Smart Materials and Structures 02/2012; 21(3):035021. · 2.02 Impact Factor
  • Proceedings Eurosensors 2012; 01/2012
  • M Ferrari, D Alghisi, M Baù, V Ferrari
    Procedia Engineering 01/2012; 47:410 - 413.
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    ABSTRACT: Power harvesters from mechanical vibrations are commonly linear mechanical resonators that are most effective when excited at resonance. Differently, under wideband vibrations, linear converters are suboptimal. A nonlinear converter is here proposed that implements nonlinearity and bistability by employing a single external magnet, in order to improve conversion effectiveness while simplifying device fabrication. The converter is composed of a piezoelectric bimorph on a ferromagnetic cantilever. The fabrication technology is based on the screen printing of a PZT low-curing-temperature paste on harmonic steel substrate. The ferromagnetic cantilever converter, under proper coupling with the external magnet, bounces between two stable states when excited by random vibrations and generates an electric output via the piezoelectric effect. According to theoretical predictions, when bistable behaviour is present, experimental results demonstrate an improvement of about 400% of the rms voltage generated by the converter with respect to the linear case.
    Sensors and Actuators A-physical - SENSOR ACTUATOR A-PHYS. 12/2011;
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    ABSTRACT: According to literature evidence, simulation is of the utmost importance for training and innovative surgical strategies assessment. At present commercial physical simulators are limited to single or only a few anatomical structures and these are often just standard anatomies. This paper describes a strategy to produce patient-specific abdominal silicone organs with realistic shapes and colors, starting from radiological images. Synthetic organs can be assembled in a complex physical simulator or, if paired with electromagnetic sensors, in a hybrid environment (mixed reality) to quantify deformations caused by surgical action. A physical trunk phantom with liver, gallbladder, pancreas and a sensorized stomach has been developed. It is coupled with consistent radiological images and a 3D model of the entire upper abdomen. The simulator has been evaluated in quantitative and qualitative terms to quantify its accuracy and utility, respectively. This simulator can be used in the field of abdominal surgery to train students and as a testing environment to assess and validate innovative surgical technologies.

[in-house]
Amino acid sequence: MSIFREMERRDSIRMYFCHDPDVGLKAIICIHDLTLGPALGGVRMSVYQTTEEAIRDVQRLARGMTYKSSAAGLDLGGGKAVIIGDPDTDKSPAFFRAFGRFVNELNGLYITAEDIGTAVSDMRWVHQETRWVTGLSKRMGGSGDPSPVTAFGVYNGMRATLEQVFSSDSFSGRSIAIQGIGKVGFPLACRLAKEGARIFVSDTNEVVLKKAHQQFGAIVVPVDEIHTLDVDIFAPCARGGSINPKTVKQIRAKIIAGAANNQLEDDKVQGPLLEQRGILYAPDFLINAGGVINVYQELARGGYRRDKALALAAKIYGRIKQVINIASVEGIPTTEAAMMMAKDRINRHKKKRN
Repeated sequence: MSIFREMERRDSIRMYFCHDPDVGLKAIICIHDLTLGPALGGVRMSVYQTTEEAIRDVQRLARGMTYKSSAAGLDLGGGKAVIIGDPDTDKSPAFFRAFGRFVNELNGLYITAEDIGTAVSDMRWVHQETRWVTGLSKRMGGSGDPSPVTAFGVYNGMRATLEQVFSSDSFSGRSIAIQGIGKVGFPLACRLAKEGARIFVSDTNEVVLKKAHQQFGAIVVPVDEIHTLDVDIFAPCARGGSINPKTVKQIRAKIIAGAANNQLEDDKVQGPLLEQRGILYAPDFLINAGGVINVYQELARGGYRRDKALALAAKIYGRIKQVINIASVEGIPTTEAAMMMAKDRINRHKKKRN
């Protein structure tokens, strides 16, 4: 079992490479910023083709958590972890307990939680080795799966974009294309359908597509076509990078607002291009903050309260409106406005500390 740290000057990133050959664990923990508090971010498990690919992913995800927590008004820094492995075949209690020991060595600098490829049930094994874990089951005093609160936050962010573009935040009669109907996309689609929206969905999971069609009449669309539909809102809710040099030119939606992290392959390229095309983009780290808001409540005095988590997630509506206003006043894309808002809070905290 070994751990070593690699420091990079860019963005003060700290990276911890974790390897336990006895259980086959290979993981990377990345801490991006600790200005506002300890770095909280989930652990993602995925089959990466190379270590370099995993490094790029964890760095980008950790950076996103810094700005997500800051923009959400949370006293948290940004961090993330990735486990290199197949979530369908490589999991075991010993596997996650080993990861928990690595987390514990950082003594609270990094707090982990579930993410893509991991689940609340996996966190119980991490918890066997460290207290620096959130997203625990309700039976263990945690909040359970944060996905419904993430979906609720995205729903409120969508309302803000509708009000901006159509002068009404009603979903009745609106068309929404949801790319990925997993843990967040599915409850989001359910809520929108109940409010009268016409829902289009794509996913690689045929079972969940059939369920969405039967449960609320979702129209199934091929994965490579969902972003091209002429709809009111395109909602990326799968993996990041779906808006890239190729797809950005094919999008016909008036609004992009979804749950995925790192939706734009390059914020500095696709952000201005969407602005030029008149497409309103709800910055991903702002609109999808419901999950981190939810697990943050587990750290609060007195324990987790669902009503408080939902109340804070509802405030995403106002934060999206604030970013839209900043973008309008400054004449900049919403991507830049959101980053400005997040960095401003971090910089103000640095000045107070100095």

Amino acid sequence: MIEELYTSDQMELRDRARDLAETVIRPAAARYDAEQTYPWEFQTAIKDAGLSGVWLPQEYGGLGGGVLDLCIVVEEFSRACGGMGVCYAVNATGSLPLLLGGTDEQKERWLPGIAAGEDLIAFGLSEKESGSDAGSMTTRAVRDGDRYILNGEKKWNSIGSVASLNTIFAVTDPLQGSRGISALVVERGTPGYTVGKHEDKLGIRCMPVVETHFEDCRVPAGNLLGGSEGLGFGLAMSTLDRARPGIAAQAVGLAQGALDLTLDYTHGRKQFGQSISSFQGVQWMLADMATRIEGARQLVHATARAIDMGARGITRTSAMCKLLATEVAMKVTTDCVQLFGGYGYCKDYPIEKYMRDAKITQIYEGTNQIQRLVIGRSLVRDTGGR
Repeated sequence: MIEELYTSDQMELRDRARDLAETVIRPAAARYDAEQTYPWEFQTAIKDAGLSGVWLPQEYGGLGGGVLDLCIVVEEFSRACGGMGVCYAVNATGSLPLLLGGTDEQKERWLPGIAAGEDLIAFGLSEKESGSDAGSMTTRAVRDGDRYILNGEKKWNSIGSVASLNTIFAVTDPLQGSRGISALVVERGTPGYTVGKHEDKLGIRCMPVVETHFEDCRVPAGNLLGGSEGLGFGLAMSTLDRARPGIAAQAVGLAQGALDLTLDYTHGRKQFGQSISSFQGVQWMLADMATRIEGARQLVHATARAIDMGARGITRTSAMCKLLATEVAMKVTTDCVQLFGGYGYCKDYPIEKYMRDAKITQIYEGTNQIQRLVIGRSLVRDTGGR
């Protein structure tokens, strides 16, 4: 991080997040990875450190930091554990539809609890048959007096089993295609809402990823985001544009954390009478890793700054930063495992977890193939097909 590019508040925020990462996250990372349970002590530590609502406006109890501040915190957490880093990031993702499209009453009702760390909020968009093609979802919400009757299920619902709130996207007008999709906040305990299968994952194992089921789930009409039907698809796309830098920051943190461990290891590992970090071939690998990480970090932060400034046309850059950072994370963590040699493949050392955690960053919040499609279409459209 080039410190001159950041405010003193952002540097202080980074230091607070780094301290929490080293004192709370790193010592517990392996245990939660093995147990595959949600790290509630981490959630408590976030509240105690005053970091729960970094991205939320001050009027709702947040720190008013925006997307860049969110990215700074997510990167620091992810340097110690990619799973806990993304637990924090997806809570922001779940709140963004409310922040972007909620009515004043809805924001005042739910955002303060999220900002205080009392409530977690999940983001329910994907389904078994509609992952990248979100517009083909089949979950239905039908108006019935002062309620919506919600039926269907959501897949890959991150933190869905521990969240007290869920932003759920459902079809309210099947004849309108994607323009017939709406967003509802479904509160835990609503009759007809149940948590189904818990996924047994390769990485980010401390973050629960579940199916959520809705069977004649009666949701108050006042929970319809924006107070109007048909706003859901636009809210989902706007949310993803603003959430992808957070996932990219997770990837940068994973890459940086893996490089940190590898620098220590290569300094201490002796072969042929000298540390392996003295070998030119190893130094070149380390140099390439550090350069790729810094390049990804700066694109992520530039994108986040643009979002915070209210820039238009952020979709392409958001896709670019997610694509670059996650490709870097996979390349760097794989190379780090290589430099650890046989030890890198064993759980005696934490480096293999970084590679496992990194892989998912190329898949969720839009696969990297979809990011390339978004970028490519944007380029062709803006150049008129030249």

International Journal of Medical Robotics and Computer Assisted Surgery 06/2011; 7(2):202-13. · 1.49 Impact Factor
  • M. Bau, M. Ferrari, V. Ferrari, E. Tonoli
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    ABSTRACT: A technique for contactless readout of AT-cut quartz resonator sensors is proposed and validated. The technique is based on the separation in time of the excitation and detection phases, exploiting the sensing of the transient response of the resonator. An external primary coil is electromagnetically air-coupled to a secondary coil connected to the electrodes of the resonator. During the excitation phase the fundamental thickness shear mode of the resonator is excited, while in the detection phase the excitation signal is turned off and the transient response of the resonator is contactless sensed by measuring the voltage induced back across the primary coil. A lumped-element equivalent circuit has been studied in order to model the interrogation principle. Experimental results validate the theoretical model and show the successful detection of relative humidity changes by a quartz resonator sensitized with a hygroscopic coating. More generally the proposed technique can be exploited for the measurement of physical or chemical quantities affecting the resonant response of quartz resonator sensors.